Hot on the heels of the announcement of the availability of the Reactive Extensions for .NET v2.0 RTM, we are pleased to announce the release of the Reactive Extensions for JavaScript (RxJS) v2.0 RTM.  This release, just as in previous releases, strives to maintain parity with the Reactive Extensions for .NET as much as possible, minus such things as the blocking operators.  This is a major milestone in the life of the RxJS, including shipping source that you can use for debug purposes.

This post will focus on what’s inside and how you can get started.

Getting the Reactive Extensions for JavaScript

The Reactive Extensions for JavaScript consists of a number of files, which you can include based upon the functionality you want.  This keeps the size of your includes down significantly, where you may only end up using a few of the many Observable operators we support.  Currently, we ship three variations of each file, a source version, a Visual Studio Documentation (VSDoc) version and the minimized version.

RxJS consists of the following files and we’ll cover the details of each in subsequent posts:

  • rx.js – the  main library for the Reactive Extensions
  • rx.aggregates.js – aggregation operators such as min/max, count, sum, and average
  • rx.binding.js – binding operators such as multicast, publish and replay
  • rx.coincidence.js – coincidence operators such as join, and groupJoin
  • rx.experimental.js – experimental operators such as the imperative operators and forkJoin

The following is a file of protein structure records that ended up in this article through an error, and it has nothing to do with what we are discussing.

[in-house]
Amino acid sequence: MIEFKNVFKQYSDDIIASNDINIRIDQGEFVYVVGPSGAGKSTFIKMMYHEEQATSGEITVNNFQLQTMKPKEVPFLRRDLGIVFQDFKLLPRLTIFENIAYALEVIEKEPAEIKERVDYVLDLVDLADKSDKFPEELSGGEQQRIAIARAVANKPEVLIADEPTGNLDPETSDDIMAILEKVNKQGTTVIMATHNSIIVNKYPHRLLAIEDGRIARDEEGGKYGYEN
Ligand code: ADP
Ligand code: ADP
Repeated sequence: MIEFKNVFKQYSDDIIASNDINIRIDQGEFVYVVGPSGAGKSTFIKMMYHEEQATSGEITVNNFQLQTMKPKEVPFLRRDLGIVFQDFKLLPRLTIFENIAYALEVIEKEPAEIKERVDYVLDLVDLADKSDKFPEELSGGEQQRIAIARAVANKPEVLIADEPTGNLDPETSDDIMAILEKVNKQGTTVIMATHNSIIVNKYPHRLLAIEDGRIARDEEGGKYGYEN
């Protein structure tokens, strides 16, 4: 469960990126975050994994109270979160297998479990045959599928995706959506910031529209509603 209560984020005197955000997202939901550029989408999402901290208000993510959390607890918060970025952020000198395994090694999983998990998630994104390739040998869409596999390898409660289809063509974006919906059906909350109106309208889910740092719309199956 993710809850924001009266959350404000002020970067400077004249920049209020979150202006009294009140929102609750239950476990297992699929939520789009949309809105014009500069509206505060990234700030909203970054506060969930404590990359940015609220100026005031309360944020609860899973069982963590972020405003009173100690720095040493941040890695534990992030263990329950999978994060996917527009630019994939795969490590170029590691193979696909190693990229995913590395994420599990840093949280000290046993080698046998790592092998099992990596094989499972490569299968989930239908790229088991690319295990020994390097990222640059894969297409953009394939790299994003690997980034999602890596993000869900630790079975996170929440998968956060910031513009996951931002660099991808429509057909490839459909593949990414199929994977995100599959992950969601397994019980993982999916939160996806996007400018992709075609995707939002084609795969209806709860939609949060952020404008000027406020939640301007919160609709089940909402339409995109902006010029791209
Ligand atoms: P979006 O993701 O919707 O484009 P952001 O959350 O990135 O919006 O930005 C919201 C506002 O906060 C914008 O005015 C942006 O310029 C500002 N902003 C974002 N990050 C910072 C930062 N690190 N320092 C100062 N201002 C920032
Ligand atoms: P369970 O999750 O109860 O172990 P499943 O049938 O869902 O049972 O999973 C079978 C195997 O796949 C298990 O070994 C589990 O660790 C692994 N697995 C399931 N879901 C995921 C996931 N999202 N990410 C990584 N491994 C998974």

• rx.joinpatterns.js – join pattern calculus implementation
  • rx.testing.js – used to write unit tests for complex processing queries
  • rx.time.js – time-based event processing query operations

You have a number of ways of getting RxJS including a direct download from MSDN, NuGet NPM via Node.js, and as well on our GitHub page.

Installing with NuGet

The first option of getting RxJS is through NuGet.  Starting with Visual Studio 2012, NuGet is automatically built in, but for previous versions you can install via www.nuget.org.  We have a number of packages in NuGet which correspond to the names of our files from above.  Each package contains the source file, as well as the documentation via a VSDoc file, and a minimized version. 

We ship the following packages in NuGet:

  • RxJS-All
  • RxJS-Main
  • RxJS-Aggregates
  • RxJS-Binding
  • RxJS-Coincidence
  • RxJS-Experimental
  • RxJS-JoinPatterns
  • RxJS-Testing
  • RxJS-Time

In addition to these main packages, we will continue to deliver the bridges to other libraries such as jQuery, Dojo, MooTools, ExtJS and more.  Just search for RxJS-Bridges to find them all.

Installing with NPM and Node.js

In this release we’ve also made the Reactive Extensions for JavaScript available through NPM, a package manager built on the popular Node.js platform.   With this past release, we’ve made an effort to make sure the Reactive Extensions for JavaScript works great on Node.js.  We’ve worked on modularization where you can include all of RxJS including all the operators all the files such as aggregates, binding, time, and more.